Posted in A Day In the Life

The Body Beautiful

While older women counsel young women to love their bodies, we often fail to have that conversation with ourselves.

As a young woman I starved myself to stay thin.  My relationship with food was not a healthy one. My relationship with my body was worse.  The angst about body image came from two places.  One was cultural. In my generation, men often commented on women’s bodies in disparaging ways, leaving us to question if our worth was somehow related to the size of our thighs.  The message about thinness also came from my dance studio where I spent most of my teenaged years.  We were constantly told by our instructors that no extra weight was allowed.  By fourteen-years-old, I knew to order the burger without the bun, no fries and a side salad without dressing.  I was always hungry.

As the 1970’s dawned, the feminist movement was taking on the cultural narrative about body image.  Women were encouraged to love their bodies as they were. The new message was a needed one, because trying to sculpt your body to fit a man’s idea of what he thought you were supposed to be, was right up there with sculpting your mind to fit his image of you, too.

The decade of the 70’s and 80’s pushed women to know themselves. Changes came about as more women entered the work force, aspiring to be the CEO and not the secretary. Women demanded equal access to higher education.  The patriarchy was met with a rising matriarchy that would usher us into a new cultural paradigm.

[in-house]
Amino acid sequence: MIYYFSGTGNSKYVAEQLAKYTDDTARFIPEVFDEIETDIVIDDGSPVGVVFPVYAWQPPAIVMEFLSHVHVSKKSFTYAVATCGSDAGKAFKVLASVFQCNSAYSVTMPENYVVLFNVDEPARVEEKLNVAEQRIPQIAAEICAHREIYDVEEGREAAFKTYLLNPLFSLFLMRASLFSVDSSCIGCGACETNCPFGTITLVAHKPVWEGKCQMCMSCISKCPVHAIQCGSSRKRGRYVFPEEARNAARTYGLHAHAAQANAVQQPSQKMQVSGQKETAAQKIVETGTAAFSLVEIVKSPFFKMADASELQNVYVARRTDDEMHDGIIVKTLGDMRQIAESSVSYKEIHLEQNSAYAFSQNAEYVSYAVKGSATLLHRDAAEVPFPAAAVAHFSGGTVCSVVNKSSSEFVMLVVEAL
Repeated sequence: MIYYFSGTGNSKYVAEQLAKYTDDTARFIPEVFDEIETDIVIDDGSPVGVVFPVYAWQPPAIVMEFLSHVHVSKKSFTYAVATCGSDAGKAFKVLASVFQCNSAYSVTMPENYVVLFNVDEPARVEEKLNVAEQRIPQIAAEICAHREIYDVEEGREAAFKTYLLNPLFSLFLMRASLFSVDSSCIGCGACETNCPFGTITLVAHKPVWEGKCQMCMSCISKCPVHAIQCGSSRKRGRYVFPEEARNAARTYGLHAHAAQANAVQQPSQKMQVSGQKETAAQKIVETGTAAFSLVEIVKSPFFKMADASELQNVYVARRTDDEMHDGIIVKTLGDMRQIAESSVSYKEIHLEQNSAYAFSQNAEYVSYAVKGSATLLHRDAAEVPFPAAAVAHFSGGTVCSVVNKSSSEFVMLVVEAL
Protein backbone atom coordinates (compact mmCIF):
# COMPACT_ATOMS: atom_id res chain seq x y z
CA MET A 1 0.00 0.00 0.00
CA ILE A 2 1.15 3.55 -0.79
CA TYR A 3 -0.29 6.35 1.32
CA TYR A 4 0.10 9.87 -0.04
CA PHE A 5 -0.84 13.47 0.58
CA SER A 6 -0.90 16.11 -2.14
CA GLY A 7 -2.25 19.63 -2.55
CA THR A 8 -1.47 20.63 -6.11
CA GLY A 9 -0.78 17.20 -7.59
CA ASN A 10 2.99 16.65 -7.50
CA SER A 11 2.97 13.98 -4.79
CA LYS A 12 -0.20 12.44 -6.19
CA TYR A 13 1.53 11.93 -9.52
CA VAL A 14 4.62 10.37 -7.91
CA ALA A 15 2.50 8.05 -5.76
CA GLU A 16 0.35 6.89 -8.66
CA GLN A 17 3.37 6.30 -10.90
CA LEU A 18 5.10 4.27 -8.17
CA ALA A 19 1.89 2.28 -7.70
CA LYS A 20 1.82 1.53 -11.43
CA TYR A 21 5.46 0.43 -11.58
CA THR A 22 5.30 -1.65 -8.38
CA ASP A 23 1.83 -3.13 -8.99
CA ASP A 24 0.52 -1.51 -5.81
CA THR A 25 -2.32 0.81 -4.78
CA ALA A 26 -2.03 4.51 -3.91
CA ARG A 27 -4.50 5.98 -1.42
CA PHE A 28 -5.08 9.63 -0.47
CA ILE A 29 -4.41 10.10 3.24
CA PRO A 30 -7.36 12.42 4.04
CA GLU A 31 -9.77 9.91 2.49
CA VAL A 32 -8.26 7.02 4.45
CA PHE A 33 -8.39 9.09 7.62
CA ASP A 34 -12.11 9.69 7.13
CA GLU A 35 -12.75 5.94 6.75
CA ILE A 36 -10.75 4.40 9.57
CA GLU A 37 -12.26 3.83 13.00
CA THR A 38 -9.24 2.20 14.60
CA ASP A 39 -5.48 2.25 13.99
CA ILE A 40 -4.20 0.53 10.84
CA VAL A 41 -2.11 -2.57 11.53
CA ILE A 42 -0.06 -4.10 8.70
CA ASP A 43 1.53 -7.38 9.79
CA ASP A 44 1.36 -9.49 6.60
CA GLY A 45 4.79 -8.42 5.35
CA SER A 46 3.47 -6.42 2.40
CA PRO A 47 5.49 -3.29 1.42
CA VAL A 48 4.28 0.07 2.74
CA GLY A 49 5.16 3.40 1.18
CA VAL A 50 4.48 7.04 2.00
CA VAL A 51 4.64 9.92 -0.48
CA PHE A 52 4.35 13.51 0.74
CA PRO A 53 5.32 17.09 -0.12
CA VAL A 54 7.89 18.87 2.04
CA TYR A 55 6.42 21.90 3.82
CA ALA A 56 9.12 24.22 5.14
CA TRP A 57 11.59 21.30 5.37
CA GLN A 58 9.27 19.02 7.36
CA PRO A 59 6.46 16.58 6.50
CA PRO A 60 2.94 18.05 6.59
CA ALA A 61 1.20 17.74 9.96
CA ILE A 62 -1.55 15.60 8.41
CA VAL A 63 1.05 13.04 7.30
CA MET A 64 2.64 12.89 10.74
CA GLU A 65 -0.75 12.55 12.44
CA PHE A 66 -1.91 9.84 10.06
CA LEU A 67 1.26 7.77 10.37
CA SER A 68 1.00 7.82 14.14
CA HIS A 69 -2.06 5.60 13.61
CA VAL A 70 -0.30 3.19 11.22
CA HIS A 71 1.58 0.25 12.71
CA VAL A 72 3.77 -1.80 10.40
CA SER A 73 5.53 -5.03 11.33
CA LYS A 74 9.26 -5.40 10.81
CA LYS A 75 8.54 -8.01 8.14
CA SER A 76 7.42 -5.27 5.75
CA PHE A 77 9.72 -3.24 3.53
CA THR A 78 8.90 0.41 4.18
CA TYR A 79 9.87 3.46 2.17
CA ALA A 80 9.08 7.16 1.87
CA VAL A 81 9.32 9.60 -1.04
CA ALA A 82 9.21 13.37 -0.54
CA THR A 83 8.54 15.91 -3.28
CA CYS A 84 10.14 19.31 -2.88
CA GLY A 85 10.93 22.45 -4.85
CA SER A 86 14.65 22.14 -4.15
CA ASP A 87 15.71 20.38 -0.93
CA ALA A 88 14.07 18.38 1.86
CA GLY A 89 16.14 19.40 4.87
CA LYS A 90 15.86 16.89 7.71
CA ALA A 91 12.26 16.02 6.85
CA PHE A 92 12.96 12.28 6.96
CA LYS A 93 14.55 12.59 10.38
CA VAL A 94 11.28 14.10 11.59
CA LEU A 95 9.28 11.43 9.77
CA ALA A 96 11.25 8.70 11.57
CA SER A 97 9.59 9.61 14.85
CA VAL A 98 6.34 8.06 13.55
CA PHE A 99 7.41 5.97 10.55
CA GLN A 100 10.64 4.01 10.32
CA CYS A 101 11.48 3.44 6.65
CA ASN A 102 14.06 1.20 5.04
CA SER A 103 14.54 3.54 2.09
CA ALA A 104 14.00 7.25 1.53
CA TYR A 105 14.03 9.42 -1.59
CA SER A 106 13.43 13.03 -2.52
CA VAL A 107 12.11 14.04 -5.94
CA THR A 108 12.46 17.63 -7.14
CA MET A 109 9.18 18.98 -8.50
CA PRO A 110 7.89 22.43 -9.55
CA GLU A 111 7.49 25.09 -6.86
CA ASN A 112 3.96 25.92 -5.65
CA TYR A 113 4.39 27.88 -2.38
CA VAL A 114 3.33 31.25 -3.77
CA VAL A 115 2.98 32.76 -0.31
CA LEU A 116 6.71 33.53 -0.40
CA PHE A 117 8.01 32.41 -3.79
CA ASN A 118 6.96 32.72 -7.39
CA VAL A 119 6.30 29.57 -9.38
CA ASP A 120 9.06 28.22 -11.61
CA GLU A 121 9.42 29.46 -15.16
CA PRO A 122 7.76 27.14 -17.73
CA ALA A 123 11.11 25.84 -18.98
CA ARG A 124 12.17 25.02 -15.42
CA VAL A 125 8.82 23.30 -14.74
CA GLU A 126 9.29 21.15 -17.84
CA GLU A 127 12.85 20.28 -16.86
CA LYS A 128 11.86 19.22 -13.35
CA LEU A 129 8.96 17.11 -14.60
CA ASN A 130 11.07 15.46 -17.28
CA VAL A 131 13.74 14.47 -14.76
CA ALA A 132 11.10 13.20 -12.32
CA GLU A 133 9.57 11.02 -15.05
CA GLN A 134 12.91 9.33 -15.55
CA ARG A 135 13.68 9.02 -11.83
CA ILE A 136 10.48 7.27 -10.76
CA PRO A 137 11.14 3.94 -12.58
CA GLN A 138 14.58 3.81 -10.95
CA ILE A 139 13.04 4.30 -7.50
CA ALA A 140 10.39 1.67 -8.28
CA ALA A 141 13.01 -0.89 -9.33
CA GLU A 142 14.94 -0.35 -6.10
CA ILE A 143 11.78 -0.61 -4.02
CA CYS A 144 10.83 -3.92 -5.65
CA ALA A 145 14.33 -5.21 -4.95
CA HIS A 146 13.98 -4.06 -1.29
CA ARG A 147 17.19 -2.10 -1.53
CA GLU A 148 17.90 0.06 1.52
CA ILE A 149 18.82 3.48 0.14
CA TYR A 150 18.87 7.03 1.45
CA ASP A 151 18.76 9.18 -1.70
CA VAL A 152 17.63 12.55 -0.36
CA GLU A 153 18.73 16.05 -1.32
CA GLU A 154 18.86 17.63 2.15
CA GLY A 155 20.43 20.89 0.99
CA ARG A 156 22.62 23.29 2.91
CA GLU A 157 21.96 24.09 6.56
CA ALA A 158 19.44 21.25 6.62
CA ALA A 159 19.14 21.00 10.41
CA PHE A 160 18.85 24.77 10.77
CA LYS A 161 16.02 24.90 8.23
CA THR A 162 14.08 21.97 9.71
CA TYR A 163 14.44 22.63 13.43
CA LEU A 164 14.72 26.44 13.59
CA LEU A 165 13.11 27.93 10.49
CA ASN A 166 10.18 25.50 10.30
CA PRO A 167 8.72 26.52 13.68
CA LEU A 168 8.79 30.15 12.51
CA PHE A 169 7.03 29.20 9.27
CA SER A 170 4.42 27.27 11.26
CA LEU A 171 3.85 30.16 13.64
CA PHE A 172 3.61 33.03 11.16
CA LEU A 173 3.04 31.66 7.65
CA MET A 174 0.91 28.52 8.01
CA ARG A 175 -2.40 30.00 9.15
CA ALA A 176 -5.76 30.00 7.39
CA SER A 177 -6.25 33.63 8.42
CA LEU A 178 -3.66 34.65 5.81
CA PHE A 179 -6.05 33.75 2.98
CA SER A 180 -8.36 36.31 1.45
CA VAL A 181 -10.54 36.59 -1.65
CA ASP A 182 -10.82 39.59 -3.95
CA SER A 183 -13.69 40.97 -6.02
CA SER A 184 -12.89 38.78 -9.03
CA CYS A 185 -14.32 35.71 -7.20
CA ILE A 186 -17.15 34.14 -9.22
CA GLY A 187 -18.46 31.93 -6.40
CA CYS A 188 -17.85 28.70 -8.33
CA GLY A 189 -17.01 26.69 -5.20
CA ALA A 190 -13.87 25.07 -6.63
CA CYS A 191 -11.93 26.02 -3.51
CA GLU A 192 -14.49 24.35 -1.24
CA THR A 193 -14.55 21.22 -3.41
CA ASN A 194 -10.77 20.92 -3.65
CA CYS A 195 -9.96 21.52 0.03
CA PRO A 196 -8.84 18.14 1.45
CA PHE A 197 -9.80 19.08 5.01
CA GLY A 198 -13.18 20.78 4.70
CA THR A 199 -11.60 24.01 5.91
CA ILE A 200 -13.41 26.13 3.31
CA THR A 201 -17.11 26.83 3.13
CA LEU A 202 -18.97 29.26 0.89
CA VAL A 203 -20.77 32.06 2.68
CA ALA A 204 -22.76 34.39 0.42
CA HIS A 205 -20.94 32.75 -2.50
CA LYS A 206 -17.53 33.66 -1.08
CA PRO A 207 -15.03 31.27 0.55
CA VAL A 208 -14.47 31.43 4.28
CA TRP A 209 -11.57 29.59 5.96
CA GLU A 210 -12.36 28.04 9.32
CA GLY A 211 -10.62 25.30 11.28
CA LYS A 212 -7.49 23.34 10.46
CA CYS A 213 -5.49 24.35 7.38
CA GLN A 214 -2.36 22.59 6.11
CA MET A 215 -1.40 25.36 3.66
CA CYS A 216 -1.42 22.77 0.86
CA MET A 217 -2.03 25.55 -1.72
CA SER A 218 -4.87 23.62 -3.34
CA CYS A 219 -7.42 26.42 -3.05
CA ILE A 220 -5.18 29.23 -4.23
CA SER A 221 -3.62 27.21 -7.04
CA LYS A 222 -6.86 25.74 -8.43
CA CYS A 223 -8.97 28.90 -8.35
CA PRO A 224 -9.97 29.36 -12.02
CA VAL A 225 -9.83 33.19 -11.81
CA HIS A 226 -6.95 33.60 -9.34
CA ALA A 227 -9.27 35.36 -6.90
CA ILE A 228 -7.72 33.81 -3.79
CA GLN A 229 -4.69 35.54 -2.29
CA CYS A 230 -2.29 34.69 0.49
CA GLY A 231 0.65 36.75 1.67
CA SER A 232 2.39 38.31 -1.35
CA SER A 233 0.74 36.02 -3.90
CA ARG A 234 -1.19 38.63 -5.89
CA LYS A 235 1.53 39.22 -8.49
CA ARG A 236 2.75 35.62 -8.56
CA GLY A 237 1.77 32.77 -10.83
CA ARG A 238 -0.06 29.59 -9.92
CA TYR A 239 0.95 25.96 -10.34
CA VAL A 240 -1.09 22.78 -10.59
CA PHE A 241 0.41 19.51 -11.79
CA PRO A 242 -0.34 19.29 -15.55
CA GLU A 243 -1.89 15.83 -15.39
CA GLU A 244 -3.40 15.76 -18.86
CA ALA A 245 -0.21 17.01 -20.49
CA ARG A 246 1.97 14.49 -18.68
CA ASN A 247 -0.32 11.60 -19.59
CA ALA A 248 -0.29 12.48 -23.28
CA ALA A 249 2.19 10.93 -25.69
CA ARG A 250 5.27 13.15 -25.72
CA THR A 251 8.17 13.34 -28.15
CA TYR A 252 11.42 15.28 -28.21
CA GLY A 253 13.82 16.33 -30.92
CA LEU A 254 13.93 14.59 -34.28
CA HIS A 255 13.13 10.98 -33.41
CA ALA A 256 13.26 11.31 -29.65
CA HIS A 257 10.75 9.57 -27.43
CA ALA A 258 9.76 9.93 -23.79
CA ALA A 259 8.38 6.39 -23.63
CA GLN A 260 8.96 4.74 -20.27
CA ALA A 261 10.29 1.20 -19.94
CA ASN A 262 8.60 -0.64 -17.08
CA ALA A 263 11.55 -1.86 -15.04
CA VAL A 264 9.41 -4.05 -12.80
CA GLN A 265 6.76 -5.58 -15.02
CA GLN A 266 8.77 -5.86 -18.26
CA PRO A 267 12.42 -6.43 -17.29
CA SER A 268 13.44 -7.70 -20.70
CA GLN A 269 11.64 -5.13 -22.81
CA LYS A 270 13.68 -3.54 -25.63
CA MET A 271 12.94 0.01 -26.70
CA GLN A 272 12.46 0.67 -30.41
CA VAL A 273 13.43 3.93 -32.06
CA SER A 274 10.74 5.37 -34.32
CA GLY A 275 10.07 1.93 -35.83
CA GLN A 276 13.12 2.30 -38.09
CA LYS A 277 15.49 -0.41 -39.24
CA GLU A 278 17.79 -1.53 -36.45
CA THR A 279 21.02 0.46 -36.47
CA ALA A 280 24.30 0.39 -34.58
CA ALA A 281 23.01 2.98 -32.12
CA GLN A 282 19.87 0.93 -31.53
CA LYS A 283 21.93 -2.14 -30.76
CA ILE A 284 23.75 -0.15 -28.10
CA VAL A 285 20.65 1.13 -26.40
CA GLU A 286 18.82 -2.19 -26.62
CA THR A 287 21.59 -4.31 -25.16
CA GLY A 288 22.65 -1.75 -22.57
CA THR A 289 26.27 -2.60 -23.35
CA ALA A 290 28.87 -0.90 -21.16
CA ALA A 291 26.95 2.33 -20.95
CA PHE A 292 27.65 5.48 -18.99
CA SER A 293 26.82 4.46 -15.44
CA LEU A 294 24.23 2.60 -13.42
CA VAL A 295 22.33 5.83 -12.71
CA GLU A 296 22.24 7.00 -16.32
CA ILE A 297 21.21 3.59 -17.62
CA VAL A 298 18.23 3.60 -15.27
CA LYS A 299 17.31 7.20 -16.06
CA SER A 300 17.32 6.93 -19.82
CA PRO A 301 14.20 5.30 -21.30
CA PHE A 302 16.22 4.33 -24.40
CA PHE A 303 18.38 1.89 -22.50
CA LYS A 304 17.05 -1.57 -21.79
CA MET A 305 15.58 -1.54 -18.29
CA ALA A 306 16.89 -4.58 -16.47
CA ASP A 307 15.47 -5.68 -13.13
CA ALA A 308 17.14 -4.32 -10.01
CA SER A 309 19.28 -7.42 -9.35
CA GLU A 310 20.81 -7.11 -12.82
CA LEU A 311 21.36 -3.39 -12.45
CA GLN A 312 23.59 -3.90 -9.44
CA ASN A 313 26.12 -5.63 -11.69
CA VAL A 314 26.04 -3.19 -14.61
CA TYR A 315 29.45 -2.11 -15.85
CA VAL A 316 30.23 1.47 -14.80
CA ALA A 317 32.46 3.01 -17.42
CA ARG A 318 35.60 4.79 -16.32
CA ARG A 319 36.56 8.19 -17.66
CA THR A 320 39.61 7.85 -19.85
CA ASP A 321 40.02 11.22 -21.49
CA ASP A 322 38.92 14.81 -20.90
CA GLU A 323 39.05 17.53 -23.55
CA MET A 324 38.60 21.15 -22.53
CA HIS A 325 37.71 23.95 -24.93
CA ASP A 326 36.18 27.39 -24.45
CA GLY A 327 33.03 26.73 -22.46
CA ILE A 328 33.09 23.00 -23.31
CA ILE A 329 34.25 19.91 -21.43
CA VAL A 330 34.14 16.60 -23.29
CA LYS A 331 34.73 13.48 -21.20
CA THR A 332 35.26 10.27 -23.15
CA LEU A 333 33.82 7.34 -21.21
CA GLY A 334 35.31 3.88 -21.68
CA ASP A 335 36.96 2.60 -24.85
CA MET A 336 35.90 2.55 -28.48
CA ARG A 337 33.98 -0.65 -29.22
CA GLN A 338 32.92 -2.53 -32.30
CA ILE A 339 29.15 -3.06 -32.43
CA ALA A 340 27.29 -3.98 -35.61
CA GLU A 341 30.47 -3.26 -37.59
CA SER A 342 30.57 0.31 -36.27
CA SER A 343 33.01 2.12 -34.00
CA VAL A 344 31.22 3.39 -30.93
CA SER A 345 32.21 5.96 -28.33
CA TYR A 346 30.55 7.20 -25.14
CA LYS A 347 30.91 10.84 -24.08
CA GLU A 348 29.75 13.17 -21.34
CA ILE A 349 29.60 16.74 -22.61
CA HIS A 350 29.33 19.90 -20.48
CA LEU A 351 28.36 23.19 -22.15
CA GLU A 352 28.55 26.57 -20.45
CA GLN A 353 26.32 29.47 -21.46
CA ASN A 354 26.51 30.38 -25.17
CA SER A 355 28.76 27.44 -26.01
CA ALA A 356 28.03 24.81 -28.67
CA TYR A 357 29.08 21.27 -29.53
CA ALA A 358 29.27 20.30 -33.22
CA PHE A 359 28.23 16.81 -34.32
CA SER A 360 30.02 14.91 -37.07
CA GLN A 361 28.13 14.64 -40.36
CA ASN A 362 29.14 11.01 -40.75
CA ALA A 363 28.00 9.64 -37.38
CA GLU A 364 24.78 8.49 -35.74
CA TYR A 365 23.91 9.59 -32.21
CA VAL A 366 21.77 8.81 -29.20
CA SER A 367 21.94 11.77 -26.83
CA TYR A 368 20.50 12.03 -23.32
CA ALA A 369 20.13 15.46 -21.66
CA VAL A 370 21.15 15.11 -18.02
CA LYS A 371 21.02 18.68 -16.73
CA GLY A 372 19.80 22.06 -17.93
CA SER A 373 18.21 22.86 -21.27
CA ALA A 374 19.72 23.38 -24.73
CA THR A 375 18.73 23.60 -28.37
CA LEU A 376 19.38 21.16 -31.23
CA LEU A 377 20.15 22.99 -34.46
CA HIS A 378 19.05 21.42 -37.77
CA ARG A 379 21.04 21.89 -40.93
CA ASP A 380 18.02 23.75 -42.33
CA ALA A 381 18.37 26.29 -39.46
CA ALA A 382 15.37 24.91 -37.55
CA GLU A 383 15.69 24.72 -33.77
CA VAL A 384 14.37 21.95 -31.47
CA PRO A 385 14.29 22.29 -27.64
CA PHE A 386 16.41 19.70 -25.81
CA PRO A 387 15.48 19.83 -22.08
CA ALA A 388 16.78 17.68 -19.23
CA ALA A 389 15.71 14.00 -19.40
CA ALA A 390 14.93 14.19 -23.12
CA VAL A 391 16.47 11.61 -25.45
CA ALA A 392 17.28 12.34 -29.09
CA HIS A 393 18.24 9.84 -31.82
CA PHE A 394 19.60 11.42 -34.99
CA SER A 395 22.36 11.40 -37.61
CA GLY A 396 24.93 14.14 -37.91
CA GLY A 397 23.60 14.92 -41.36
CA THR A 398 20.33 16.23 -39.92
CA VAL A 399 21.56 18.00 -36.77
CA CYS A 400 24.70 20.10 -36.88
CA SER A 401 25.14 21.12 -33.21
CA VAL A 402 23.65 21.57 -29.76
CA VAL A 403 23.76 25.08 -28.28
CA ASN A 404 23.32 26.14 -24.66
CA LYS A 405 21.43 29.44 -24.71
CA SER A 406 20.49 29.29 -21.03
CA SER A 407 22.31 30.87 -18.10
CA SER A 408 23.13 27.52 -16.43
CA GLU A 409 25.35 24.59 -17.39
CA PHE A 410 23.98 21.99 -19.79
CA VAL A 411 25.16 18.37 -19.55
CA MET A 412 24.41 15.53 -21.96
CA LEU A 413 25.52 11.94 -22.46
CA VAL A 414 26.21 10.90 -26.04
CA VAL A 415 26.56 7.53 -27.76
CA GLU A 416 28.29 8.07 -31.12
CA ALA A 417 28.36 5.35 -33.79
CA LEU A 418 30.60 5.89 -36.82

By the time I was middle-aged, I was eating again and I did gain some weight, healthy weight that made me look like a woman instead of a starving waif. All around me the world was changing and now women have become much more comfortable with their bodies than they were in my generation. Plus, they’re much more comfortable with their smarts and their ambition.  

Yesterday, I walked into the salon where I get my hair trimmed, and my stylist came to greet me in a form fitting, rose-colored dress.  She’s seven months pregnant. She looked beautiful. It’s such a pleasure to see women showing off their baby bellies.  Not that long ago pregnant women were expected to hide their bellies.  I celebrate the change. I celebrate that a woman’s body takes on so many different forms in the course of a lifetime.

Even though women are feeling good about who they are and we’re mentoring younger women to do the same, there is one group that still suffers a poor body image. Too often I hear women my age talk about their bodies in mean and unloving ways. They lament the loss of muscle tone, curse sagging skin, and try to cover arms and legs that used to turn golden in the summer months — an attempt to hide what they think has grown unattractive. They criticize a natural process that is part of the cycle of life.